Genome Canada recently established nine new Interdisciplinary Challenge Teams (ICTs), whose projects will drive climate-smart innovation and sustainable solutions in Canada’s agricultural food systems and supply chains. This announcement represents an almost $70M investment, with $27M coming from the Government of Canada and $42M from other funding partners. The ICTs are led by leaders from industry and academia, including Collège La Cité, McMaster University, Queen’s University, Trent University, Université de Montréal, Université Laval, University of Alberta, University of Calgary, University of Guelph, University of Manitoba, University of Saskatchewan, University of the Fraser Valley, and University of Toronto.
Students are continuing to experience challenges finding housing as the semester gets underway. Saint Mary’s University students discussed the difficulty of experiencing homelessness or bouncing from residence to other accommodations, reports CBC, while NSCAD University has reportedly requested advice on housing from a local emergency shelter. At Canadore College, states that a group of between 50 and 100 international students experiencing homelessness have come to an agreement with the college to obtain housing at an affordable rate. The college reportedly promised to find a permanent housing solution for the students within three business days. At Cape Breton University, incoming students were told to secure accommodations before arriving in Canada and the Cape Breton Regional Municipality has reportedly added more bus routes to and from the CBU in an effort to address the increasing population.
The University of Alberta, the University of Regina’s Luther College, and the University of Victoria have each forged work-integrated learning (WIL) partnerships with the Business + Higher Education Roundtable (BHER). As BHER’s WIL partners, the three postsecondary institutions will support Canada’s transition to a net-zero economy while preparing students for their careers with green skills. The partnerships will enable the development of community-engaged projects focused on the net-zero transition with 150 small- and medium-sized companies and not-for-profits. They will also create climate-focused collaboration opportunities with local businesses and organizations for over 1,100 students.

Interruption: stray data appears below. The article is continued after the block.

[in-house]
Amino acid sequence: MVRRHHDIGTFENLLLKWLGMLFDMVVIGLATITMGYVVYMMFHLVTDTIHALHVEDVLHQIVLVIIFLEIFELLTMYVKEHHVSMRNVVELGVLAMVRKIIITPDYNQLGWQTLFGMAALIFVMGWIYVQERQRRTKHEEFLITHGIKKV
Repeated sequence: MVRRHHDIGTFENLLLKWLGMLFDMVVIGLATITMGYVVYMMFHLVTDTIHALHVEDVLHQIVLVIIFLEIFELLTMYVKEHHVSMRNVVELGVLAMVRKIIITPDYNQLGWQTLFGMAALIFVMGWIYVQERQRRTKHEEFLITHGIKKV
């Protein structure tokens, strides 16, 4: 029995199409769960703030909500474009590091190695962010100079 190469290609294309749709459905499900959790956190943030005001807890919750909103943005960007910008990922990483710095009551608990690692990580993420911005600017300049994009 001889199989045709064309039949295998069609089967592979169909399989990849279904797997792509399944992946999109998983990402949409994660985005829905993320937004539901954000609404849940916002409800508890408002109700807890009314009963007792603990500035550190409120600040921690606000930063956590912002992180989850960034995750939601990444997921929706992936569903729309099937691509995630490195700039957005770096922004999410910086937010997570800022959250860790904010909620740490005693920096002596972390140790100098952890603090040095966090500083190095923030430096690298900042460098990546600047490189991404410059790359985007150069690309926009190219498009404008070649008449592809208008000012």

The RCMP is appealing to the public for information about the alleged historical sexual assaults that took place at Université Saint-Anne. The RCMP released a statement indicating that they recently became aware of allegations that more than 50 incidents of sexual assault had occurred on campus between 2015 and 2019. They are encouraging survivors, witnesses, or anyone with information to discuss the matter further with the Meteghan RCMP. Speaking to Global Bews, RCMP Cpl Chris Marshall clarified that they became aware of these allegations because of the SA Change Now online campaign. USainte-Anne spokesperson Rachelle LeBlanc added that the university fully supports the RCMP’s appeal for information.
Instructors should strive to abolish cheating rather than spending their energy on policing students, writes Jordan Alexander Stein of the . Stein writes that policies and “familiar” solutions to cheating emphasize enforcement and do not address the issues that lead to cheating, which often include not having enough time, being poorly prepared to complete the work, and the learning loss associated with the COVID-19. The author encourages instructors to instead abolish cheating by using strategies that reward the work process rather than the outcome, such as making clear why students are learning what they are learning, drawing on transparent design techniques, and using labour-based grading.